Sorry for the late report. Woke up with the sort of hangover you can only get from a bender with Greaves and Best at the height of their powers. Not that I had one of those. Too many footballers on orange juice these days. But I’m older now and the kebab was still moving when I left the shop, which may have played a part.
Anyway, partying like it’s the 1960s, Spurs players enjoyed a sober glass of mineral water or two to mark their winning start to the season. They laboured to their away win against West Ham, but three out of three is their best start since the won the double, and this early in the season their fans can dream big. Sitting unexpectedly top of the table, young idiot hacks have even started researching the greats of the game that once took points home to White Hart Lane by right.
Their closest rivals for the title, as it were, are now Chelsea, who for the third time this season were well worth their unspectacular win. Drogba and Anelka seem to work well together after far too long being wasted in poor formations. Their two goals sunk Fulham, and although like Spurs bigger tests remain, Chelsea are the only regular contender at this stage who look secure right across the park.
Similarly untested, Arsenal have won two games, a week apart, against woeful opposition in the form of Portsmouth. Their side strolled to an easy four goals, and survived a scare when everyone expected a foul on the keeper that never happened. They remain flowing, elegant and fast. But there is still some way to go before the Gunners’ thin squad proves itself twice a week amid the normal run of injuries.
United have not yet impressed in the defence of their title, and for half the game against Wigan both sides could have scored three. Only in the second half did the Red devils finally look like a top side, hitting the back of the net five times, twice through Rooney.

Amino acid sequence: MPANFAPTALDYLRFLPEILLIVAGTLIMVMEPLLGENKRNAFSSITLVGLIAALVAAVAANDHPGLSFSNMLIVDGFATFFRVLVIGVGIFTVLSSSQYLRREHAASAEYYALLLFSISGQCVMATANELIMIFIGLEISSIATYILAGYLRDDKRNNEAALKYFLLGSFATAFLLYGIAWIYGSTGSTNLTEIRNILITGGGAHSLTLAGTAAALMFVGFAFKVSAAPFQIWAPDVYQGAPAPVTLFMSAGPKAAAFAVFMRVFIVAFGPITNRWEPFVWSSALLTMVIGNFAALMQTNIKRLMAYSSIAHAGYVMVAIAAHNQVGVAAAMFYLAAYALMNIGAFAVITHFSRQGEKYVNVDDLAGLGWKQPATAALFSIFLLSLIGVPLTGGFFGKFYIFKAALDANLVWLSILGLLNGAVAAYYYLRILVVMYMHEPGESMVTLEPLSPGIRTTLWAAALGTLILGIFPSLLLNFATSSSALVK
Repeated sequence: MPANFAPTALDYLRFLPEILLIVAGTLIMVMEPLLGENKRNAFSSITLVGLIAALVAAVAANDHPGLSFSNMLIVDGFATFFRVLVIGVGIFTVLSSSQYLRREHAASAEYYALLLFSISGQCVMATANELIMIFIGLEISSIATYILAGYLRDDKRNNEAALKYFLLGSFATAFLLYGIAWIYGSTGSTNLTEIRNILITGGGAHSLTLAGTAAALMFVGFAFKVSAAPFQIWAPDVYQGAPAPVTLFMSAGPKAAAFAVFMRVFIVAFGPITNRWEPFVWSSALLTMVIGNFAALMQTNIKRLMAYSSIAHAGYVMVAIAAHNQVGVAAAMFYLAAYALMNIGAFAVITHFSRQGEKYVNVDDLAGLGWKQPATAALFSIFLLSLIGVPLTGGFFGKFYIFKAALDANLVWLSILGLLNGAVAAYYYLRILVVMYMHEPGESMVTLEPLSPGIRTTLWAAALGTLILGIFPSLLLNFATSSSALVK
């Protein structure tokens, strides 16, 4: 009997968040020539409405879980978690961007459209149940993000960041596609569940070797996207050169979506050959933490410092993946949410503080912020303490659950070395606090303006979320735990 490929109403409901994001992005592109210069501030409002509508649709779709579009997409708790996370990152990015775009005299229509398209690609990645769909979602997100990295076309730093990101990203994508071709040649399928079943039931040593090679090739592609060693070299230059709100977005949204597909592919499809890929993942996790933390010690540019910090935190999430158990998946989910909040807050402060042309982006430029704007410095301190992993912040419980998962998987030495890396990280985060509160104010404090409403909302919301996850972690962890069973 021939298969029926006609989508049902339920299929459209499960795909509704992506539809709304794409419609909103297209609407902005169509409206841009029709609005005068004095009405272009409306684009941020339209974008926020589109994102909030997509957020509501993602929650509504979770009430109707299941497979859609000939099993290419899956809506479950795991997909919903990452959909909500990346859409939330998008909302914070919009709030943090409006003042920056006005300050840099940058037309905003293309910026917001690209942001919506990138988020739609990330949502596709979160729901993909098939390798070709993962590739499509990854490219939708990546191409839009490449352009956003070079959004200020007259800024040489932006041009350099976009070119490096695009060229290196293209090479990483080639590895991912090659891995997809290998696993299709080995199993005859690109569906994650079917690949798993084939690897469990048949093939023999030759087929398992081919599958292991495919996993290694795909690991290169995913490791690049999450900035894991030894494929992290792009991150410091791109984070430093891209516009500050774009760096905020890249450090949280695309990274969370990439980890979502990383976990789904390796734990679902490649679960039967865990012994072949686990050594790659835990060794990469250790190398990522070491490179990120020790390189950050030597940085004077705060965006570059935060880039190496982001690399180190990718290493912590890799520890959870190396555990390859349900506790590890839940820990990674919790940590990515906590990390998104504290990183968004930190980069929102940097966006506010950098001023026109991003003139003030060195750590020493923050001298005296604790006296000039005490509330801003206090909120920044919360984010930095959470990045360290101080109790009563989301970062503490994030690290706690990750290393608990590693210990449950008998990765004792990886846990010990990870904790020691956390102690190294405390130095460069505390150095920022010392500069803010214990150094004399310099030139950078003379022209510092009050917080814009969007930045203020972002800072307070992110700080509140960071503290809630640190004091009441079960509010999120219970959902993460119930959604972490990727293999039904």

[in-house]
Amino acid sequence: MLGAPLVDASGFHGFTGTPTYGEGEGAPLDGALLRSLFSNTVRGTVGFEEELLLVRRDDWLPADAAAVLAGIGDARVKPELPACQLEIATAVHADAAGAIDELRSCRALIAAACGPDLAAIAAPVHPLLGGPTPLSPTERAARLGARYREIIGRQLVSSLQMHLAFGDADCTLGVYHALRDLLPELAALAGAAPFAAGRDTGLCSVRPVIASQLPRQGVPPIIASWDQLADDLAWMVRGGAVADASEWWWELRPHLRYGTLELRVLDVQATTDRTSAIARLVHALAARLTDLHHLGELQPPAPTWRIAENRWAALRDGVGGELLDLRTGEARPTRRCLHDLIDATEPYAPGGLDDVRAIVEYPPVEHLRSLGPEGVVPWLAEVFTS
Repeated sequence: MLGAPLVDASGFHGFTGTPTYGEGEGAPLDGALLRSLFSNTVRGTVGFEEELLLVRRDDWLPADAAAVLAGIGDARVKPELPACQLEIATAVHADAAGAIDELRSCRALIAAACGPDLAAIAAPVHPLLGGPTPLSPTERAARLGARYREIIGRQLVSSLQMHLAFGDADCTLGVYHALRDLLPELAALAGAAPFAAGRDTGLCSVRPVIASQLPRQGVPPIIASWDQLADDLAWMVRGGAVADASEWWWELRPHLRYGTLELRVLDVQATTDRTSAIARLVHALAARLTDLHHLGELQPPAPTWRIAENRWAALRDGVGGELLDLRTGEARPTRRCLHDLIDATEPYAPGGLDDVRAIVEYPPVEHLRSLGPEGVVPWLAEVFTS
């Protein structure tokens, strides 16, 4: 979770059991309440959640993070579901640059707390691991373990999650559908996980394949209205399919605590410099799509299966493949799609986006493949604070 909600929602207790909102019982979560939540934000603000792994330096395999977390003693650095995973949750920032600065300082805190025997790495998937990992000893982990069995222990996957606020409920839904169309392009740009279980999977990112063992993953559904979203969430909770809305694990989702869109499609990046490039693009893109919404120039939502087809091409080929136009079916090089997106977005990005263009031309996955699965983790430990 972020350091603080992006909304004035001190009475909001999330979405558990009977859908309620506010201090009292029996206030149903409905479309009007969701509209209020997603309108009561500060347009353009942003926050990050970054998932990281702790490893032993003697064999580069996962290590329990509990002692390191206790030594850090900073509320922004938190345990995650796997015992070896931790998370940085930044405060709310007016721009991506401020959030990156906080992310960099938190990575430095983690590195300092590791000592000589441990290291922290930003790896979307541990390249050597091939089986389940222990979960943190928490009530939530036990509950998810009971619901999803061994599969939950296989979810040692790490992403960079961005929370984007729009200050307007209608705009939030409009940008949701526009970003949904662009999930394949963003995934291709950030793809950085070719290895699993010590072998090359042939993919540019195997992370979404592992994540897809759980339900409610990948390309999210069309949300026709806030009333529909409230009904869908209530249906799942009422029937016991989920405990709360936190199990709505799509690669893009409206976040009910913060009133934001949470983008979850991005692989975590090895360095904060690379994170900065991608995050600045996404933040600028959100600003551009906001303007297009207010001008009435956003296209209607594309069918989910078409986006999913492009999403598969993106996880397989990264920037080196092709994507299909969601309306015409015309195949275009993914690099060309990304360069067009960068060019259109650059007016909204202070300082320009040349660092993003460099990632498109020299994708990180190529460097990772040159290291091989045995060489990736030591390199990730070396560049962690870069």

And if Rooney’s side are contenders, then the team they were beaten by in midweek can, at least on points, contend too. Burnley won at home 1-0 again, repeating against Everton the professional victory they claimed over the champions. Everton lacked invention and belief, and have been abject early on the in the campaign. Even Saha barely looked like he wanted the penalty that he wastefully hooked wide.
Monday night saw the end of Liverpool’s role as a leading light in the title race. Before the campaign started we all knew that injuries to Torres and Gerrard would leave them woefully short against organised sides. As it turns out, even with both of them fit and healthy they have been taken apart by Spurs and now Villa. Martin O’Neil’s side was hardly impressive as they required a penalty and an own goal from a free-kick to seal the deal. But that was more than enough for an Anfield away win.
Elsewhere, and largely towards the wrong end of the table, Birmingham drew a dismal game against Stoke, Sunderland defeated Blackburn, and Hull beat Bolton.
And finally, with an outside shot at the title that now looks less ‘outside’ than Liverpool’s, Manchester City should have filled their boots against Wolves. Some profligate shooting and far too much showboating meant that in the end they relied on near misses from the Premier League’s newcomers to secure a 1-0 win.
Of course winning when you don’t perform is no bad thing, so long as it isn’t a habit. And with none of the top sides fully tested, their fans can all still dream, all be it only fancifully in most cases.